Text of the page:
# openssl ts -verify -CAfile ./bundle.cer -in response.tsr -queryfile request.tsq 
Using configuration from /usr/lib/ssl/openssl.cnf
Verification: OK

Verifying directly against source file
# openssl ts -verify -CAfile ./bundle.cer -data testfile.txt -in response.tsr 
Using configuration from /usr/lib/ssl/openssl.cnf
Verification: OK

Testing whether the timestamp becomes invalid
# echo abcxyy > testfile.txt && openssl ts -verify -CAfile ./bundle.cer -data testfile.txt -in response.tsr 
Using configuration from /usr/lib/ssl/openssl.cnf
Verification: FAILED
139911881494976:error:2F064067:time stamp routines:ts_check_imprints:message imprint mismatch

Please be aware that to verify your certificate bundle, you already need a working trust store. Whether you built that trust store manually by concatenating multiple root and intermediate certificates you wish to trust or using the system trust model.

As expected if your source file changes but your verifying the TSQ against the TSR then it will still return it is valid.

Zoneminder White Screen

I recently had a huge issue connecting to zone minder, only one computer was able to connect to the web service. I also have a couple of video wall 4k displays where the video footage is being live displayed.

Because of the video wall displays I knew the issue was not with Zoneminder, PHP, Mysql, or any other component responsible for rendering the mjpeg displays. What I eventually found via the terminal was a obscure entry in the syslog.

Running while refreshing the ZM server :-
tail -f /var/log/syslog

I was able to see a error in the syslog, No skin found for ”. This in turn led me to set the theme in the http webrequest by instead of going to You will need to append ?skin=classic

The root cause of this issue is this. Zoneminder can’t find the default skin ”. This is because in your options, there is no default skin set. Why it continues to work on some browsers is because the skin name is also saved to a cookie. zmSkin.

So when you goto the URI with ?skin=classic. this tells zone minder what skin you want to use. Open options and set the SKIN_DEFAULT parameter to classic. and you should not see this issue again.

Excel VBA Signing

Today I experienced a strange issue signing Excel VBA code.


From the VBA editor, when you choose your certificate through Tools\Digital Signature. Ecel would complain about not having any valid signing certificates. However there was one issued by our corporate PKI.


The cause of this problem, was due to the fact that Windows had two entries in the personal certificate store (certmgr.msc). One of the entries was the Public Key only. The other was the Public + Private key bundle.

Excel must during its certificate enumeration process read the Public Key only certificate. Determine it has no private key, then move onto the key bundle and determine that the public component is the same as what was already evaluated as invalid for signing.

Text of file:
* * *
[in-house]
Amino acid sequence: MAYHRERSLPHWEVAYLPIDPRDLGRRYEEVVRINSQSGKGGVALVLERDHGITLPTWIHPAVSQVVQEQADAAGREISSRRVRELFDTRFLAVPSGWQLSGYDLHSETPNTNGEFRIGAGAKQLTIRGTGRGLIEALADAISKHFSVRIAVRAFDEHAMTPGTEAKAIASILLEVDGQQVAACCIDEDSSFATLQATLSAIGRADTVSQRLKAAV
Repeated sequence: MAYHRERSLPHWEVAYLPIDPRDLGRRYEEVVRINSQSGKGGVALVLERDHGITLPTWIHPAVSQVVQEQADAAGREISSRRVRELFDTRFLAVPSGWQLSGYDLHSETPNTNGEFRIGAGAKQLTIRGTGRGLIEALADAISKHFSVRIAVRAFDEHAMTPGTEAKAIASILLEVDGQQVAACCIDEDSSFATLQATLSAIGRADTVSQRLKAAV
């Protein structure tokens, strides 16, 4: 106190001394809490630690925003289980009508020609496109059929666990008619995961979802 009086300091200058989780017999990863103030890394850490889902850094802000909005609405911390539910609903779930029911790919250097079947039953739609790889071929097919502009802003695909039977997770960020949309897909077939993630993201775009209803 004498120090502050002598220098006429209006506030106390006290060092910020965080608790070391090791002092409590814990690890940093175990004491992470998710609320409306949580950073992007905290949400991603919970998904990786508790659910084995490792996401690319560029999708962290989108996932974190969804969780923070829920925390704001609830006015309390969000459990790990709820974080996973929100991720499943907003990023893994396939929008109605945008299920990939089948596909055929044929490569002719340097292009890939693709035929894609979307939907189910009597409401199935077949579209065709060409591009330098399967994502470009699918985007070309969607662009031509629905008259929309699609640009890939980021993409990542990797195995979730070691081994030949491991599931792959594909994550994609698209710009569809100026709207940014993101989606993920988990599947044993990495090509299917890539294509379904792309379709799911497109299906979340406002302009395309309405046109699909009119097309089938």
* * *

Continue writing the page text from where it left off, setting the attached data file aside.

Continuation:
This issue can occur by importing all the certificates provided in the .zip from your nominated registrar. You should only ever need to import the single certificate that contains the Public and Private keys. You should not need to install the Root certificate that comes with your certificate bundle. If you paid for a trusted certificate then it should already be trusted by Windows.


Delete any certificates entries that do not contain a private key and share the same public key information as your code signing certificate.

Netvox and The Things Network

In order to connect a Netvox sensor to The Things Network. First, you have to connect the device somewhere, then you can send it a downlink message over the air. that will reconfigure its parameters. Fortunately, most gateways can be put into a local operation mode to facilitate over the air programming. The documentation that is distributed with the Netvox R311W wireless Water detector on this topic is very vague. To connect it into your LoraWAN infrastructure. Use the AppKey, AppEui from the box.

For the RAK7258 in built LoRa Network Server.
Create a new application and enter the AppKey and AppEui provided on the box. For the simplicity of configuration turn on Auto Add LoRa Device.
Startup the R311W and all going well the device should auto register to the gateway.

The next step is to create a device in The Things Network console. Once the device is created, edit its settings. Make sure it is set to OTAA. and overwrite the DevEui and AppKey with the parameters found on the devices box. The AppEui will not be able to be modified. and this is why we needed to connect it earlier to our gateway.

Back in the RAK7258 open up the application you created. In the downlink area, this is where we create the packet and queue it to transmit. In the specifications for these particular commands, they require high bandwidth. So you need to be fairly close relatively speaking.
To prepare the AppEui change.

Turn on confirmed
FPort 8
HEX Bytes 03 00 01 02 03 04 05 06 07 00 00 00 00 00 00 00 00 SEND
HEX Bytes 83 00 00 00 00 00 00 00 00 00 00 00 00 00 00 00 00 SEND
This will change the AppEui to 0001020304050607. So substitute this for the AppEui from The Things Network.
To complete the command either wait for the next transmit window, or press a button on the side.
After the device connects and the downlink packets are delivered. Connecting to The Things Network can be completed by power cycling the device by removing the batteries. If there is no Things Network gateway available the device will not activate.

Once you have the device connected to The Things Network. It is possible to downlink messages there to configure other aspects of the device. This process is also device agnostic and should work for all Netvox devices.